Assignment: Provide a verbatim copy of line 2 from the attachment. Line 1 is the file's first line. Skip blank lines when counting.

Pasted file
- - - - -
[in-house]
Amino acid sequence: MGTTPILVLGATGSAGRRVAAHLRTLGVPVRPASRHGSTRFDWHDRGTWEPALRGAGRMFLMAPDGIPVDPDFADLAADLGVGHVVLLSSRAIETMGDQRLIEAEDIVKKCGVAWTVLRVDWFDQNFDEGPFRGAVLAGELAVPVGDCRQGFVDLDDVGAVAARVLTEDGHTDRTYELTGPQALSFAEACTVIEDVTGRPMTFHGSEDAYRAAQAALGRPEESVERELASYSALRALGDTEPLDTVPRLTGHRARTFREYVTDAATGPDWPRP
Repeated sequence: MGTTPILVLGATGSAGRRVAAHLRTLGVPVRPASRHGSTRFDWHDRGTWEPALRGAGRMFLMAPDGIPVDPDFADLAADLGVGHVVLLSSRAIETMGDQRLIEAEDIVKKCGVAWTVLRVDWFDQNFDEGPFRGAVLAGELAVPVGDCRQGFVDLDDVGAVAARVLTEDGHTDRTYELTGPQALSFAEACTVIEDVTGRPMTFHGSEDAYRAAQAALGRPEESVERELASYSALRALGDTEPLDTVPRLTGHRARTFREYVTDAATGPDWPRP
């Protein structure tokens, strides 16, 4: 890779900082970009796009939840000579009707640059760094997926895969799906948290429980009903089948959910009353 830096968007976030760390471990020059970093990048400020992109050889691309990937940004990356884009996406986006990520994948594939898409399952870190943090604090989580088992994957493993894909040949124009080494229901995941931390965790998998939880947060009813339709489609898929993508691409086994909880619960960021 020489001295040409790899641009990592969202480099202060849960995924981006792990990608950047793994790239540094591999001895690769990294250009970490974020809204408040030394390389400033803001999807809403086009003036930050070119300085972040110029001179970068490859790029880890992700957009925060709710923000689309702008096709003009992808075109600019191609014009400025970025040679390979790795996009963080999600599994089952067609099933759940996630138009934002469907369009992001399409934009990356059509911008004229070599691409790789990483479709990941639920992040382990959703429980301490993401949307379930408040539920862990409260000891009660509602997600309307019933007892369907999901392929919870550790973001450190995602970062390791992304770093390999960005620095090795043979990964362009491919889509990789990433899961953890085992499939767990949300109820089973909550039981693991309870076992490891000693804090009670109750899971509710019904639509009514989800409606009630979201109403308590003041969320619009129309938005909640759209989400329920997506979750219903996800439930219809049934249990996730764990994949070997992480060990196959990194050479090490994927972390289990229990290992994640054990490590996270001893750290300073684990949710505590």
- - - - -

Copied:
Amino acid sequence: MGTTPILVLGATGSAGRRVAAHLRTLGVPVRPASRHGSTRFDWHDRGTWEPALRGAGRMFLMAPDGIPVDPDFADLAADLGVGHVVLLSSRAIETMGDQRLIEAEDIVKKCGVAWTVLRVDWFDQNFDEGPFRGAVLAGELAVPVGDCRQGFVDLDDVGAVAARVLTEDGHTDRTYELTGPQALSFAEACTVIEDVTGRPMTFHGSEDAYRAAQAALGRPEESVERELASYSALRALGDTEPLDTVPRLTGHRARTFREYVTDAATGPDWPRP